Agesilaus, the movie showed them all crucified - save for Tony Curtis and Kirk Douglas (and it is doubtful that either was actually present at the conclusion of the revolt).

In the end, Douglas killed Curtis in a duel (again, the actual historical record suggests that Curtis was not, in fact, slain at that time and continued his film career) and Douglas was crucified (a disclaimer here is likewise probably needed but I hope I've made some sort of point by now).

Anyway, for what it's worth, Jean Simmons and Peter Ustinov were correctly portrayed as having surviving the film.

Meanwhile, here and now, in the real world, Joe the Plumber is only being figuratively crucified, so he's got that going for him. On the other hand, it's unlikely that after Inaguration Day 2009 he'll be able to work as a plumber, at least in Toledo, or to buy his own business.

Micha Elyi wrote:

Crucified, agesilaus. The movie showed the condemned slaves hanging from crosses that lined the Appian way for leagues and leagues.

Carl Pham wrote:

Knowing just what the Romans did to the captured slaves takes the amusement factor out of this.

Oh not just slaves in rebellion. IIRC, the Romans executed roughly 1 man out of every 50 after the Jewish War.

One of the reasons for the Pax Romana is that the Romana reacted exceedingly violently to any violation of it, at least, any violation that troubled the Roman hegemony. The modern equivalent would be if Jimmy Carter had merely nuked Tehran on 6 November 1979, even if a frantic Iranian government had released the Embassy hostages the previous day and put them on a Pan Am flight to New York, first class, with $100,000 cash each.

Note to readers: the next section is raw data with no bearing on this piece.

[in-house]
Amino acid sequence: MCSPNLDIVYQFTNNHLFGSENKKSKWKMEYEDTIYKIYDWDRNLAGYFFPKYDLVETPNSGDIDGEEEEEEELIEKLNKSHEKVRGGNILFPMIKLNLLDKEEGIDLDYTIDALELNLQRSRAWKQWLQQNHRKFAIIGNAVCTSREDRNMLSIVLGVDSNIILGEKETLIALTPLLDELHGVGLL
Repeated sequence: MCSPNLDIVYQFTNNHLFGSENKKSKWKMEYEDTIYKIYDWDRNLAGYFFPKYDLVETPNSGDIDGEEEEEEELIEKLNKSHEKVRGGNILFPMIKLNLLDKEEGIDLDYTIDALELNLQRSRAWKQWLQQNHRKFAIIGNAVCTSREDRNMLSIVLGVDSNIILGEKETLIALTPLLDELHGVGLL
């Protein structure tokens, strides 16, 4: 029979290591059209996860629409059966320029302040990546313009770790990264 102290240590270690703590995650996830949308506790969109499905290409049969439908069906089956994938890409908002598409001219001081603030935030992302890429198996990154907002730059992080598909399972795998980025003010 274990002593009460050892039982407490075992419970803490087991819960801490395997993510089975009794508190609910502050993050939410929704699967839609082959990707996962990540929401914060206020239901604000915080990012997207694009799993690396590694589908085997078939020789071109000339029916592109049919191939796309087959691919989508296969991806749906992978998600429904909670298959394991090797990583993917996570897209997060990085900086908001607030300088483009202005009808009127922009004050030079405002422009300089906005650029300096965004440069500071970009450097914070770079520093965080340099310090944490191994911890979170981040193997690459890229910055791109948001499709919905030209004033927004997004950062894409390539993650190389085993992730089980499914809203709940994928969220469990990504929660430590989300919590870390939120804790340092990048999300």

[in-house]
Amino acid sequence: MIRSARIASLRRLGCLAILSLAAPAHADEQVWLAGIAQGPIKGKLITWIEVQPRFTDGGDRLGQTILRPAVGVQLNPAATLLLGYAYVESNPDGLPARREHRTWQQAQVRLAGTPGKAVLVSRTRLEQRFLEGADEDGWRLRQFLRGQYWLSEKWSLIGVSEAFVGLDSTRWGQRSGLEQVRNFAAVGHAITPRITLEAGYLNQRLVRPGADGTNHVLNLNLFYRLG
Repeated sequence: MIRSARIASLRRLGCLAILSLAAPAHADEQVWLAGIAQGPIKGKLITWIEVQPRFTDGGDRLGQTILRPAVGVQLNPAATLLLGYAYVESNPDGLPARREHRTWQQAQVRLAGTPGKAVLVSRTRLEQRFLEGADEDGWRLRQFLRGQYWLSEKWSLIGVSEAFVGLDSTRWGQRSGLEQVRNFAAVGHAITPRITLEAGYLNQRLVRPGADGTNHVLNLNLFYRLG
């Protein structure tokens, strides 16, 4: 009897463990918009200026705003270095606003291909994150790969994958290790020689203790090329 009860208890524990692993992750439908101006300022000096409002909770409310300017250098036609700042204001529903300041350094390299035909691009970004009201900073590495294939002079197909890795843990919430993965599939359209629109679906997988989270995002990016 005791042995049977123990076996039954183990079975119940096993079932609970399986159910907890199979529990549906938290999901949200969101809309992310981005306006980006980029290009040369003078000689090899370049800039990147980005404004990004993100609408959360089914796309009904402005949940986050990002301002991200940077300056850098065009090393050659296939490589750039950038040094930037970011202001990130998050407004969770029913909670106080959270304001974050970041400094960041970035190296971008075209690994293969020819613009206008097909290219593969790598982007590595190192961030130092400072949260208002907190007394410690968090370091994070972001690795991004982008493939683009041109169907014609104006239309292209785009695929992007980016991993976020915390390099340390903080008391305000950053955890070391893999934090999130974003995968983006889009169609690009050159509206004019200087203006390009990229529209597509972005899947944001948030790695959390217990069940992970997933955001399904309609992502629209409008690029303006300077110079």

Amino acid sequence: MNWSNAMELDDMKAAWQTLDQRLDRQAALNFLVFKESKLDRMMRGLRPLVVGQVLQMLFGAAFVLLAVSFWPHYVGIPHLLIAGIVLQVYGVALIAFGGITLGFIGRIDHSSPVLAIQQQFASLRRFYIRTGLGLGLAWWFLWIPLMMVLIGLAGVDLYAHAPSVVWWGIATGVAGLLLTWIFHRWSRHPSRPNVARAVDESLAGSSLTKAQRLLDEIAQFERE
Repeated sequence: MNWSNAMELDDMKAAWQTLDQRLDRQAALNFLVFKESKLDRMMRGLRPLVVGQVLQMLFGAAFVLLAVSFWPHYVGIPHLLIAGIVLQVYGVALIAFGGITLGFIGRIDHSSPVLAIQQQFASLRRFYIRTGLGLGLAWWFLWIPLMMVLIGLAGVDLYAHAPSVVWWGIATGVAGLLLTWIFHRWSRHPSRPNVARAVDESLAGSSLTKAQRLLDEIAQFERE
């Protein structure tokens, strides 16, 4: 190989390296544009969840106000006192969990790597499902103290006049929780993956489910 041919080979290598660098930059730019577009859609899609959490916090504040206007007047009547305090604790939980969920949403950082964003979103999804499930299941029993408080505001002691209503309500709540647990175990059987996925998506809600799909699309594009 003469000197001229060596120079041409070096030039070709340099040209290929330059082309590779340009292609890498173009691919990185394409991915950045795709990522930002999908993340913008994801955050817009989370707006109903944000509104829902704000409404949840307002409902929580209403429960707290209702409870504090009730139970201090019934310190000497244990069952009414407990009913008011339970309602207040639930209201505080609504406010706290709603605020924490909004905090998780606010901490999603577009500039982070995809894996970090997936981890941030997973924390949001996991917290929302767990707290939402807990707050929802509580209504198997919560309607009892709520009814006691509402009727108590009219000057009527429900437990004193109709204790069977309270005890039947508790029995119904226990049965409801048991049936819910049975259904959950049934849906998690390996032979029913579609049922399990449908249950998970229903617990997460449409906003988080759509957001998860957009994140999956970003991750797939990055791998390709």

Yes, the ancient world understood real imperialism.

Jim C. wrote:

If you wanted to fix the date, you could use A.U.C. (For the uninformed among us, that's years from the founding of Rome.) Rome was founded in 753 BC, so 71 BC would be 682 or DCLXXXII A.U.C.

Jim C. wrote:

Excuse one last quibble: "Tempus" is singular. It should be "Tempora".

(and sorry for my previous comment, I didn't see Carl's comment, but I don't think he got the date right.)

But regardless of my quibbles, congratulations on another great satire.

Rand Simberg wrote:

I thought about making it plural, but I wasn't sure whether it was tempus:tempi or otherwise, and didn't take the time to look it up (I'd long forgotten my declensions). But I should have remembered the old saying "Oh tempora, oh mores..."

Habitat Hermit wrote:

"So who are the modern-day Crassus and Pompey?"

Soros fits perfectly as Crassus, could be a distant relative. Not sure who would fit as Pompey, maybe Ayers. If one can include dead people (and since we're talking "Democrats"...) then Alinsky is a much better fit.

Karl Hallowell wrote:

I think the triumvirate, Caesar, Crassus, and Pompey belong to a future when the Republic has completely failed. We can help fight that future, but in the end what happens shall be the responsibility of the people of that time.

Carl Pham wrote:

The only difficulty, Karl, is that we'll only know the Republic has failed in retrospect. After all, the Senate voted Octavian the title Augustus in 27 BC for restoring the Republic, ha ha. I doubt we'd know the last moment when liberty could've been rescued until long after it's passed.